: Letter from the Continental Air Command in Denver confirming C. Walder Parke's official discharge from the U.S. Army. Parke had not been on active duty since 1945, but he was a member of the Officers' Reserve Corps from that point until September 29, 1955. The Officers' Reserve Corps was part of the Organized Reserves, a forerunner to today's Army Reserve. The Army Reserve is comprised both of trained soldiers prior to participation in conflict, and of seasoned soldiers who remain ready to return to the field if necessary. Charles Walder Parke was born on July 28, 1924, and grew up in Shaker Heights, Ohio. He enlisted in the United States Army Air Forces in 1942 intending to be a pilot during WWII, but spent most of his military career as a navigator on B-17 Flying Fortresses in the 94th Bombardment Group. Parke earned two Bronze Stars, an Air Medal with several Oak Leaf Clusters, and the Distinguished Flying Cross for his successful bombing missions, including some over Berlin. He is best known for being on board a B-17 which was shot down over France by German planes on June 25, 1944, during a non-combat mission. The crew managed to make an emergency landing, and everyone inside survived. After the war, Parke founded the Cleveland-based Laurel Industries Inc., which became a prominent supplier of antimony oxide to the plastics industry. He died of Lou-Gehrig’s Disease on September 15, 1996, at the age of 72. View on Ohio Memory.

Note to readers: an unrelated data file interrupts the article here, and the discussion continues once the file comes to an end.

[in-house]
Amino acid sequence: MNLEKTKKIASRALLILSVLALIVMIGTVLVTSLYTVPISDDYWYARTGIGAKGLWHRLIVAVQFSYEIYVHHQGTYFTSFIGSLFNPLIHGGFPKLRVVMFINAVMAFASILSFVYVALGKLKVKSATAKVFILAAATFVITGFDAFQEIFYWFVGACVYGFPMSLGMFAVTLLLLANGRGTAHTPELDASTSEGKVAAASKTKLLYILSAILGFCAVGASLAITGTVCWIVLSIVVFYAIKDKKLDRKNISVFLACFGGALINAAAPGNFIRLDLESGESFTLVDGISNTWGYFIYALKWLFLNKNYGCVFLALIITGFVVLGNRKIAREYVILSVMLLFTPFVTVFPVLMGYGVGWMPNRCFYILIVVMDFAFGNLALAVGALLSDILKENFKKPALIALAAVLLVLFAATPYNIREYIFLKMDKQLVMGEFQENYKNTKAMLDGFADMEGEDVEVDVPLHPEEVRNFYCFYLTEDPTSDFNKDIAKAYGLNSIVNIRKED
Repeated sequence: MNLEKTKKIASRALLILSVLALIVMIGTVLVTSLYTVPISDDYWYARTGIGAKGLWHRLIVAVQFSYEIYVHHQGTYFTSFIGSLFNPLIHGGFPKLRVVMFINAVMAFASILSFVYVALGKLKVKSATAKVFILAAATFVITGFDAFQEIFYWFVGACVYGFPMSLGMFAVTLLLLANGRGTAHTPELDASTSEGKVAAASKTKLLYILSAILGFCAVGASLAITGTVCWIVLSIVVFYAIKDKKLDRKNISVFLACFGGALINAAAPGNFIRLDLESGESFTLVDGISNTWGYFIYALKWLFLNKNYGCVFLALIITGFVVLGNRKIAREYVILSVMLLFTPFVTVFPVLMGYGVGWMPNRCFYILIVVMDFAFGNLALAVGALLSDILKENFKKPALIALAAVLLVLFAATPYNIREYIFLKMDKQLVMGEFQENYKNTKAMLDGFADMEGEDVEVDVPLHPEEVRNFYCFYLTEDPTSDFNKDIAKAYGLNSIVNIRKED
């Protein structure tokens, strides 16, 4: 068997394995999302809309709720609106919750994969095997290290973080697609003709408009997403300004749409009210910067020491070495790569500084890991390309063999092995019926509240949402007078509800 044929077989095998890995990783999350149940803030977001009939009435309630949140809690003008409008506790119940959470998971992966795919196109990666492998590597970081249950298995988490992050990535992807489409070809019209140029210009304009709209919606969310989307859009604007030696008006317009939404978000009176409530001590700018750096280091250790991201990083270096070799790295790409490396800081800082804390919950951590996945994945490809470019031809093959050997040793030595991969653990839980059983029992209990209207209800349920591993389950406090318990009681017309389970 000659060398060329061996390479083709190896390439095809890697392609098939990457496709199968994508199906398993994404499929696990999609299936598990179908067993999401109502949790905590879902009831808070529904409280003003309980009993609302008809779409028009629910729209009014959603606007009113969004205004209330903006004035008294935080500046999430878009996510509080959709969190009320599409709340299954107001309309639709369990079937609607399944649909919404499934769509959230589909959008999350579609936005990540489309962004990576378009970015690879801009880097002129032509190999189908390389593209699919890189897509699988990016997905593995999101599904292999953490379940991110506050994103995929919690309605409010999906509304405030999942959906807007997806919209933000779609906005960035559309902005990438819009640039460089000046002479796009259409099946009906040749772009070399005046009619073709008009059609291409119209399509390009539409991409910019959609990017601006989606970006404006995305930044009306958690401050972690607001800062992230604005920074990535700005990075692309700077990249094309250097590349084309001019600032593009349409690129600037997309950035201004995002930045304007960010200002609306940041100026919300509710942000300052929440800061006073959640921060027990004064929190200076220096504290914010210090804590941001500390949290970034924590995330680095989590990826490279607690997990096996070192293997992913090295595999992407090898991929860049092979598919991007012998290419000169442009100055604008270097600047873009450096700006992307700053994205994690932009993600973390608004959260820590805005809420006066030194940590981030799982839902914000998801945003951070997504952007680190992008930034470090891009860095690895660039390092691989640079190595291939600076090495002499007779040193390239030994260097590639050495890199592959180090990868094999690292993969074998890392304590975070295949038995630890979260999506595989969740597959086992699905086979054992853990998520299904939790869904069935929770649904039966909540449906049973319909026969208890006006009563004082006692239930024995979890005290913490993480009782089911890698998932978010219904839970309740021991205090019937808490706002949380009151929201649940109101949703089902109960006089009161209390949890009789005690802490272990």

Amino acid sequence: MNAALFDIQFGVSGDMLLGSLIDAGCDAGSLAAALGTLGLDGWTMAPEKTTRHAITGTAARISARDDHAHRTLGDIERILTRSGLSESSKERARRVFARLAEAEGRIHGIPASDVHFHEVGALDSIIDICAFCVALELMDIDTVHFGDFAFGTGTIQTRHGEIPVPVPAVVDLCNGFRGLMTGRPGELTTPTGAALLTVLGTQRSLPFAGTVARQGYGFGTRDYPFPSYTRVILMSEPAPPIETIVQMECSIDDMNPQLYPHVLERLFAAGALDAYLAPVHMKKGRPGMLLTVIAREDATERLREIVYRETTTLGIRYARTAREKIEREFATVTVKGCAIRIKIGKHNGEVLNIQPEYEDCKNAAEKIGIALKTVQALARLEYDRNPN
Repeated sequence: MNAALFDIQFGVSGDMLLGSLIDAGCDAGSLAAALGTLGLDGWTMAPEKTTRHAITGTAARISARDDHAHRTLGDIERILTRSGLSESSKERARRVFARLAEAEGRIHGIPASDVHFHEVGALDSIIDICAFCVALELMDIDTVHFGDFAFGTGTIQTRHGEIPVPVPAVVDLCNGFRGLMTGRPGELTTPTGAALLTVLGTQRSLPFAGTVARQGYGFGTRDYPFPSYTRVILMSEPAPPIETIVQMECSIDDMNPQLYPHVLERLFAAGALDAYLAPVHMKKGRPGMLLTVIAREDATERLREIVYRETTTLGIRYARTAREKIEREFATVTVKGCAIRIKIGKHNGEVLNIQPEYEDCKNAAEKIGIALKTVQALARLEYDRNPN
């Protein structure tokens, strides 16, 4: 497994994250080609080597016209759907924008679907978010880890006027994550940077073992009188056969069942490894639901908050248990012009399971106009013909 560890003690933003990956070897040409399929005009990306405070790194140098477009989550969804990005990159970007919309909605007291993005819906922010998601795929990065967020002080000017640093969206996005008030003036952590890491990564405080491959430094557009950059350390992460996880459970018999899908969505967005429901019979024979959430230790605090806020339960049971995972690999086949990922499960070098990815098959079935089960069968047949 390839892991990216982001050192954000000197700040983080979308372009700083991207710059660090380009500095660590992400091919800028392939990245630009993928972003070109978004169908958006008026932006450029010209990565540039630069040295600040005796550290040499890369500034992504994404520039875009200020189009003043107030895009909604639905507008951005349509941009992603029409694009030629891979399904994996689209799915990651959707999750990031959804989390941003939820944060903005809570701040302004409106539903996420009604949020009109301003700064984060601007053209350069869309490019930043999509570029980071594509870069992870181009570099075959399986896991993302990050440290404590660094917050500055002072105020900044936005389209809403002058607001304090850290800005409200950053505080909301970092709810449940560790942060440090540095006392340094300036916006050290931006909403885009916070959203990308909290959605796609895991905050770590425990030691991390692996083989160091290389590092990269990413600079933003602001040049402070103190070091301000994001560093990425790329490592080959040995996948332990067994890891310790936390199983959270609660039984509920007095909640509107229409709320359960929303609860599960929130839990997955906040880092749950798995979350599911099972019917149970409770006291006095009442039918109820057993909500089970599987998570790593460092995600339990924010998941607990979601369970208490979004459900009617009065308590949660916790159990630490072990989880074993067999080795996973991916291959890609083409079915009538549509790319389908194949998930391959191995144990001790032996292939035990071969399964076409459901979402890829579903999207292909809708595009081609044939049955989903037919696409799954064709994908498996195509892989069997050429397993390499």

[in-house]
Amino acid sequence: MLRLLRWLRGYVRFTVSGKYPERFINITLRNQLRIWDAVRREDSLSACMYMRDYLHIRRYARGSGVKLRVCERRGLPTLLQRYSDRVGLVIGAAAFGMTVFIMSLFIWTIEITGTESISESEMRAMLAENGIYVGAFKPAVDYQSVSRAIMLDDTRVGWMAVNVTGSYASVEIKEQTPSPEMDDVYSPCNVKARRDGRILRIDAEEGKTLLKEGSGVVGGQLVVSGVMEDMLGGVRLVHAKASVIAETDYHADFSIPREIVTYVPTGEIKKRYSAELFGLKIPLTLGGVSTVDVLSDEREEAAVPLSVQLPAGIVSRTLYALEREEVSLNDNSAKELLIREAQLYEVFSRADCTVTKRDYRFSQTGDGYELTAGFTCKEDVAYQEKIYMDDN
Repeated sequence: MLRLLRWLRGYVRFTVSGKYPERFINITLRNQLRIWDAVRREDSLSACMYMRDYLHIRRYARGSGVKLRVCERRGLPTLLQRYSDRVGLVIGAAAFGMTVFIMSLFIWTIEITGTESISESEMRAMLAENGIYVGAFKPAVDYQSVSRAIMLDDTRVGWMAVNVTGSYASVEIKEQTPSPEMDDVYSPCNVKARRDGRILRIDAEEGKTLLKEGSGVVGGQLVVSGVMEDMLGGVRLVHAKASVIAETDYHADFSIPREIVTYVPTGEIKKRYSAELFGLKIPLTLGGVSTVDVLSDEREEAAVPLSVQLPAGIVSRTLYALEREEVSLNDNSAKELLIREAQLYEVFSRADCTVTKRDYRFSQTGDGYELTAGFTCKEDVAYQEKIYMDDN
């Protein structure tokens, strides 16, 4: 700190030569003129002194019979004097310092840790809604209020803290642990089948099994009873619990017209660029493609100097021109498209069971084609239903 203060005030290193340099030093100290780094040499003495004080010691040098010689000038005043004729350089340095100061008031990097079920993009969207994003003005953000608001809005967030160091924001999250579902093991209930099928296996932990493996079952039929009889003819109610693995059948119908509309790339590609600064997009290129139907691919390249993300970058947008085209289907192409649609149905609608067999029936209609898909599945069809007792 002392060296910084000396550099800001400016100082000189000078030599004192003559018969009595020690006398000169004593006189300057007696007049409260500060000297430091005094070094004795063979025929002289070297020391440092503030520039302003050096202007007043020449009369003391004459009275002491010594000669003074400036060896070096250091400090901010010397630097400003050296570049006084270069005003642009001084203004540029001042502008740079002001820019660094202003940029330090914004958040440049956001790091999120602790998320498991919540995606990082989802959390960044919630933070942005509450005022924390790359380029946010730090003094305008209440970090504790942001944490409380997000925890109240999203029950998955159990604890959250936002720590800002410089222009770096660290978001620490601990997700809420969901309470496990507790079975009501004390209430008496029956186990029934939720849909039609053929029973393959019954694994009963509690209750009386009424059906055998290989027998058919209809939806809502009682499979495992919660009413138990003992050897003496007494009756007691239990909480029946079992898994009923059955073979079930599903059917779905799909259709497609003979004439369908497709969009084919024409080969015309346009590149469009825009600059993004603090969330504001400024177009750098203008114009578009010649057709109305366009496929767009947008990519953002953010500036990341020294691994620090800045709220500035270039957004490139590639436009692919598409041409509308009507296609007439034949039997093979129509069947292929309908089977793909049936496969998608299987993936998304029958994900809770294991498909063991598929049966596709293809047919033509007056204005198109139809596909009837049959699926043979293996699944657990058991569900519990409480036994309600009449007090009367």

: MSS1510_B01F33_002 Subjects
: Parke, Charles Walder, 1924-1996; Military discharge; United States. Air Force Reserve Places
: Denver (Colorado); Denver County (Colorado)